Space is limited; advance registration is required. Please consider making a donation when you register to support ongoing virtual programming.
Instructions for joining with a Zoom link and password will be provided by email upon registration confirmation under “Additional Information.” Closed captioning will be provided in English. For questions or to request accessibility accommodations, please email email@example.com
Left: Sarah Ann Major Harris (later Fayerweather) (1812-1878), Sampler, Norwich Area, Connecticut, c. 1826-1828, Silk on linen, 20 3/8 x 19 1/3 in. Winterthur Museum, Garden and Library, museum purchase with funds drawn from the Centenary Fund, 2017.0032 A, B. / Middle: Installation view of We Are the Willing, Gary Tyler’s solo exhibition, July 8th-September 6th 2023, Library Street Collective, Detroit. Courtesy of the artist and Library Street Collective. / Right: Gary Tyler in the studio preparing for his exhibition at Library Street Collective, opening on July 8th, 2023. Images by Dorian Hill. Courtesy of the artist and Library Street Collective.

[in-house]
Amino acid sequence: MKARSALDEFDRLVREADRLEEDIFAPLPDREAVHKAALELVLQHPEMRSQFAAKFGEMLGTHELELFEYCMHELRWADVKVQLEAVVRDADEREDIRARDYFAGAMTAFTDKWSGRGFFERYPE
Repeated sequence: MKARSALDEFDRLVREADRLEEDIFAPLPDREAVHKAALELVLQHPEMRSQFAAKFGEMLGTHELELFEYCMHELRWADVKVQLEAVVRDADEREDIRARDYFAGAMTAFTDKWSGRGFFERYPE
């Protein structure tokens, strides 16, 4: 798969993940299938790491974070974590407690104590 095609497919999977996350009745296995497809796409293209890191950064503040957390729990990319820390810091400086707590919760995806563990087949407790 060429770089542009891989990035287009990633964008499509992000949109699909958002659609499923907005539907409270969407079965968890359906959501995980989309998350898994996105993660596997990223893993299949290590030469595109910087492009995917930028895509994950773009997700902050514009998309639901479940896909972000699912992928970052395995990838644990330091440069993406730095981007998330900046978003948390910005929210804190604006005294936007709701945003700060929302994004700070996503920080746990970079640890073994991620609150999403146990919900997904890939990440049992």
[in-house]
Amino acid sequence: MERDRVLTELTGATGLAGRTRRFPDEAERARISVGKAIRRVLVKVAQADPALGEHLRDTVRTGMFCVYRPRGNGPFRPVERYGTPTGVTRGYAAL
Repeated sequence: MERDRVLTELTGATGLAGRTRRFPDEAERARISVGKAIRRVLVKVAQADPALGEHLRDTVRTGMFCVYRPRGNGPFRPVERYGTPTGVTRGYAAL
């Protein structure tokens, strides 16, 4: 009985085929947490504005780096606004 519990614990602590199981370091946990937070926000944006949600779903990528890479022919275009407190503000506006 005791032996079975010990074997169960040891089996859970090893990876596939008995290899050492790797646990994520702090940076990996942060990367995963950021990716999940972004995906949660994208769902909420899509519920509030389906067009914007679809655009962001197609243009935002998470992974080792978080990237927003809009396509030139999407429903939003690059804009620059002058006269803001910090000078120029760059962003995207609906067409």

Major support for this exhibition is provided by the Terra Foundation for American Art, with additional support from, the American Folk Art Society, Citi, the David Davies and Jack Weeden Fund for Exhibitions, David and Dixie De Luca, Susan and James Hunnewell, the Robert Lehman Foundation, the National Endowment for the Arts, the New York City Department of Cultural Affairs in partnership with the City Council, the New York State Council on the Arts with the support of Governor Kathy Hochul and the New York State Legislature, and Elizabeth and Irwin Warren.